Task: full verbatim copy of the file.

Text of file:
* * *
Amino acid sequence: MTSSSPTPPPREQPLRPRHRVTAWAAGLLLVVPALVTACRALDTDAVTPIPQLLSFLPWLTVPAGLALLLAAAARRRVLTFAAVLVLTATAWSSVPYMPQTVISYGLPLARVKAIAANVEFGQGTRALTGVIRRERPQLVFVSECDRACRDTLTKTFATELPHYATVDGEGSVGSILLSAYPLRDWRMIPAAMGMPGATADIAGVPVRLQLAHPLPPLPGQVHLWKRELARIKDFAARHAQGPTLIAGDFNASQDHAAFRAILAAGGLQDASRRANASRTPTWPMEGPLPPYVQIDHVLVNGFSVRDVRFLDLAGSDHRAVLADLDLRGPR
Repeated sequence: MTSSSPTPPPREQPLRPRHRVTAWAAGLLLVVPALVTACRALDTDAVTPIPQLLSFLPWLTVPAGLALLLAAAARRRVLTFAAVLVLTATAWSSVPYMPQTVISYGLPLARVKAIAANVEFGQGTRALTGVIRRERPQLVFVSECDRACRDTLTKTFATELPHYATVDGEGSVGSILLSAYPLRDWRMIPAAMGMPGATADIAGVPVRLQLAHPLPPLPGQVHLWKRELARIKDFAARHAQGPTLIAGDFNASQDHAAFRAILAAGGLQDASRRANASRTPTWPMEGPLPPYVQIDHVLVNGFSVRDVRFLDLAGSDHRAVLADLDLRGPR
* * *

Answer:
Amino acid sequence: MTSSSPTPPPREQPLRPRHRVTAWAAGLLLVVPALVTACRALDTDAVTPIPQLLSFLPWLTVPAGLALLLAAAARRRVLTFAAVLVLTATAWSSVPYMPQTVISYGLPLARVKAIAANVEFGQGTRALTGVIRRERPQLVFVSECDRACRDTLTKTFATELPHYATVDGEGSVGSILLSAYPLRDWRMIPAAMGMPGATADIAGVPVRLQLAHPLPPLPGQVHLWKRELARIKDFAARHAQGPTLIAGDFNASQDHAAFRAILAAGGLQDASRRANASRTPTWPMEGPLPPYVQIDHVLVNGFSVRDVRFLDLAGSDHRAVLADLDLRGPR
Repeated sequence: MTSSSPTPPPREQPLRPRHRVTAWAAGLLLVVPALVTACRALDTDAVTPIPQLLSFLPWLTVPAGLALLLAAAARRRVLTFAAVLVLTATAWSSVPYMPQTVISYGLPLARVKAIAANVEFGQGTRALTGVIRRERPQLVFVSECDRACRDTLTKTFATELPHYATVDGEGSVGSILLSAYPLRDWRMIPAAMGMPGATADIAGVPVRLQLAHPLPPLPGQVHLWKRELARIKDFAARHAQGPTLIAGDFNASQDHAAFRAILAAGGLQDASRRANASRTPTWPMEGPLPPYVQIDHVLVNGFSVRDVRFLDLAGSDHRAVLADLDLRGPR